Forum Admin lotek's Avatar
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    I believe that CR list has a 20 year cut off
    (although there was some discussion about
    indexed shifting etc.) then again as pointed out
    above they do promote "keepers of the flame"
    (i.e. lugged steel custom builders), Richard Sachs
    would qualify but Ben Serotta wouldn't.
    Yeah I think for here 80's to early 90's is
    fair game for discussion.

    Marty
    Sono più lento di quel che sembra.
    Odio la gente, tutti.

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  9. #9
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    Yeah... 20 years. My Trek is in but my Pinarello is not. Getting there though. Don't understand it myself. I mean... sure, I like old Motobecane and Raleigh as much as the next guy but stuff that Tom Ritchey and Serotta have turned out blow all but a select few of those bikes off the road. I just passed on picking up a Nova Special from the 80's and a Road Logic from the 90's last week. Waiting to find the right Chris Chance or Dave Tesch so me and the CR guys can have something to talk about
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  10. #10
    Year-round cyclist
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    There's a distinction between Classic and Vintage, isn't it?

    Strictly speaking, any bike design that stood the test of time should be termed as a classic. As such, my 2000 Trek 520 is a classic because its design has evolved gradually over 20 years.

    As for Vintage? I could suggest "old", but I could also suggest "no longer manufactured". On my 1980 tourer, I had parts like the Shimano Deore drivetrain that used Dynadrive pedals, a smaller chainring with an "obsolete" 86-mm bold circle, Weinmann centrepull brakes... all items that can't be replaced cheaply except by "New Old Stock".

    Regards,
    Michel Gagnon
    Montréal (Québec, Canada)

  11. #11
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    i agree that there is a difference between classic and vintage (at least to me). i am not familiar with vintage period other than that they are very old, and at least collectible.

    classic would (in my books) refer to timeless designs or first among a new technology/design, and already discontinued and relatively rare.

    example, fat chance yo eddy, fat chance ti, p-series from ritchey, early bontragers, pre-trek kleins, pre-litespeed merlins, first manitous, early yetis, early konas, etc. most definately all are pre-1995.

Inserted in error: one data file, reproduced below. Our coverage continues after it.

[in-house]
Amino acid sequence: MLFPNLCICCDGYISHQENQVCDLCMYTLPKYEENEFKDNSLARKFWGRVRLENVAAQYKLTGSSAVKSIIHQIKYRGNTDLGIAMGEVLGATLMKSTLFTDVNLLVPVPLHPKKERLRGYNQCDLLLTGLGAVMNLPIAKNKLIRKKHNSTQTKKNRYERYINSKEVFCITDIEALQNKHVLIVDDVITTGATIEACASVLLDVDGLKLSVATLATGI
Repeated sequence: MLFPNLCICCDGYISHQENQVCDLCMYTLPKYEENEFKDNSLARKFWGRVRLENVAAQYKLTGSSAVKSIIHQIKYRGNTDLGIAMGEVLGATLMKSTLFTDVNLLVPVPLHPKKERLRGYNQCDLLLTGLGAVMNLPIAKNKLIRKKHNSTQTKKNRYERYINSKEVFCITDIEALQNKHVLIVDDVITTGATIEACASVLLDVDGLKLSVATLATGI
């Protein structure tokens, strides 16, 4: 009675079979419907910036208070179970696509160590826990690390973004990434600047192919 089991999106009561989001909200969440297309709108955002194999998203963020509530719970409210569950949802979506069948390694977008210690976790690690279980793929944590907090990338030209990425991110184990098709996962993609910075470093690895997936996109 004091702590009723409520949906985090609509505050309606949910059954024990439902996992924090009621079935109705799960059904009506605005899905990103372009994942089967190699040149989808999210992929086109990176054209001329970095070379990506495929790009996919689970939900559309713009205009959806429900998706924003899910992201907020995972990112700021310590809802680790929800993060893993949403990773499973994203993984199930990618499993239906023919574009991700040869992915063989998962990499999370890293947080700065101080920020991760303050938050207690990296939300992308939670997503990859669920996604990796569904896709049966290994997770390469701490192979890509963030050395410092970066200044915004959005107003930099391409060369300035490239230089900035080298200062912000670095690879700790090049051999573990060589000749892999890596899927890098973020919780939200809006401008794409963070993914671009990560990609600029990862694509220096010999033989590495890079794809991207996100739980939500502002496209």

anyway, that is my interpretation. i love classic rides (as defined above) and am looking for a place where like minded people hang out.

    cheers, zeck

  12. #12
    Forum Admin lotek's Avatar
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    Classic: Campy N. Record or S. Record components.
    Simplex derailleurs, Mafac brakes. Galli components,
    Zeus components. Pre index, all friction shifting, Rear
    spread to no more than 126mm.
    Vintage, 20 years old or more (for an example).

    And yes, I think you can have one without the other
    (30 y/o Frame with sti, or ergo shifting, 10 speed etc,
    or 2003 Richard Sachs signature frame with all NOS
    campy S. Record components).

    well, now thats clear as mud.

    Marty
    Sono più lento di quel che sembra.
    Odio la gente, tutti.

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  13. #13
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    This is a subjective distinction, not to be dictated by collectors. Why would my '84 Rockhopper be less of a classic than my Bob Jackson or Flying Scot? Is it about age, exclusivity, price?
    I prefer criteria like functionality of design, to mere rarity value. Pound for pound my Rockhopper is the best value, most versatile bike I ever bought. Does that make it a classic? Who cares? It's not for sale and it's scruffy state betrays the hard and varied tasks it's performed- racing, training, touring, commuting.......

    Back in the day, I could never afford a Ritchey- but I can tell a classic when I see one

  14. #14
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    all my bikes are classic, all six are early bmx, one built by me to rid the road, to me a classic what you like. and you can tell, keep cruzing ride a one speed